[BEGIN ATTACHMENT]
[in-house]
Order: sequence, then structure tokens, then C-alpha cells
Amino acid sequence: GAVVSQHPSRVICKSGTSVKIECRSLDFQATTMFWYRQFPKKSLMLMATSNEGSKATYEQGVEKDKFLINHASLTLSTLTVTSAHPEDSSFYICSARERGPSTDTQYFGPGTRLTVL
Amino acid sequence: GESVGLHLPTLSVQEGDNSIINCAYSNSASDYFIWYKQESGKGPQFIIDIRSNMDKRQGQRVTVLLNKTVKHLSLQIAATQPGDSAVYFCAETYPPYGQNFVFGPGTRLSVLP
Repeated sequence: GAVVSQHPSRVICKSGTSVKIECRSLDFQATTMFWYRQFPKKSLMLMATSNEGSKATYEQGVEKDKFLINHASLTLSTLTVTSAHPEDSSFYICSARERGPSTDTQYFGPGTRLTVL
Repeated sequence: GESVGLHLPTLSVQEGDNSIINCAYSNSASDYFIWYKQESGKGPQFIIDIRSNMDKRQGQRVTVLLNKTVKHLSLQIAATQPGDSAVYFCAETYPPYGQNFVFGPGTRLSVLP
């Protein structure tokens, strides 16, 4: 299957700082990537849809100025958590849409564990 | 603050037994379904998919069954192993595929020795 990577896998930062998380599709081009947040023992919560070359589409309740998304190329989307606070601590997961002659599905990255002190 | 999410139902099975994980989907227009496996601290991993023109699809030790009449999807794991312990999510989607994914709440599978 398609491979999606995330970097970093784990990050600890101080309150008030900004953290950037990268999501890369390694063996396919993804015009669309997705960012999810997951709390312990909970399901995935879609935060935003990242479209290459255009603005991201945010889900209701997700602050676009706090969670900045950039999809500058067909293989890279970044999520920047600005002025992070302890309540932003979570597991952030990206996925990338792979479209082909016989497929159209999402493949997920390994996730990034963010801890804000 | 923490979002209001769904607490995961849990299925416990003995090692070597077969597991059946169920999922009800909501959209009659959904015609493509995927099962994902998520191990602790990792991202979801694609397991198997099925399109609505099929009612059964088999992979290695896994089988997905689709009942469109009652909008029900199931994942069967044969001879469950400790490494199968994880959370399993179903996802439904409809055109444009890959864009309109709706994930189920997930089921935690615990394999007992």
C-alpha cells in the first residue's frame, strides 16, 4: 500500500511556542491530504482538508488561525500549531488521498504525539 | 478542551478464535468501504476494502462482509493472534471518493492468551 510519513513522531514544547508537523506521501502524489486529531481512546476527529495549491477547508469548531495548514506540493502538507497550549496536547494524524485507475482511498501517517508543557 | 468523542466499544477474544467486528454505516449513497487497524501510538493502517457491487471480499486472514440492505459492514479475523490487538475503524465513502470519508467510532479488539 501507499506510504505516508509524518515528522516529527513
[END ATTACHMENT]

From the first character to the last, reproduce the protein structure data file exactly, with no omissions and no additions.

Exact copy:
[in-house]
Order: sequence, then structure tokens, then C-alpha cells
Amino acid sequence: GAVVSQHPSRVICKSGTSVKIECRSLDFQATTMFWYRQFPKKSLMLMATSNEGSKATYEQGVEKDKFLINHASLTLSTLTVTSAHPEDSSFYICSARERGPSTDTQYFGPGTRLTVL
Amino acid sequence: GESVGLHLPTLSVQEGDNSIINCAYSNSASDYFIWYKQESGKGPQFIIDIRSNMDKRQGQRVTVLLNKTVKHLSLQIAATQPGDSAVYFCAETYPPYGQNFVFGPGTRLSVLP
Repeated sequence: GAVVSQHPSRVICKSGTSVKIECRSLDFQATTMFWYRQFPKKSLMLMATSNEGSKATYEQGVEKDKFLINHASLTLSTLTVTSAHPEDSSFYICSARERGPSTDTQYFGPGTRLTVL
Repeated sequence: GESVGLHLPTLSVQEGDNSIINCAYSNSASDYFIWYKQESGKGPQFIIDIRSNMDKRQGQRVTVLLNKTVKHLSLQIAATQPGDSAVYFCAETYPPYGQNFVFGPGTRLSVLP
């Protein structure tokens, strides 16, 4: 299957700082990537849809100025958590849409564990 | 603050037994379904998919069954192993595929020795 990577896998930062998380599709081009947040023992919560070359589409309740998304190329989307606070601590997961002659599905990255002190 | 999410139902099975994980989907227009496996601290991993023109699809030790009449999807794991312990999510989607994914709440599978 398609491979999606995330970097970093784990990050600890101080309150008030900004953290950037990268999501890369390694063996396919993804015009669309997705960012999810997951709390312990909970399901995935879609935060935003990242479209290459255009603005991201945010889900209701997700602050676009706090969670900045950039999809500058067909293989890279970044999520920047600005002025992070302890309540932003979570597991952030990206996925990338792979479209082909016989497929159209999402493949997920390994996730990034963010801890804000 | 923490979002209001769904607490995961849990299925416990003995090692070597077969597991059946169920999922009800909501959209009659959904015609493509995927099962994902998520191990602790990792991202979801694609397991198997099925399109609505099929009612059964088999992979290695896994089988997905689709009942469109009652909008029900199931994942069967044969001879469950400790490494199968994880959370399993179903996802439904409809055109444009890959864009309109709706994930189920997930089921935690615990394999007992």
C-alpha cells in the first residue's frame, strides 16, 4: 500500500511556542491530504482538508488561525500549531488521498504525539 | 478542551478464535468501504476494502462482509493472534471518493492468551 510519513513522531514544547508537523506521501502524489486529531481512546476527529495549491477547508469548531495548514506540493502538507497550549496536547494524524485507475482511498501517517508543557 | 468523542466499544477474544467486528454505516449513497487497524501510538493502517457491487471480499486472514440492505459492514479475523490487538475503524465513502470519508467510532479488539 501507499506510504505516508509524518515528522516529527513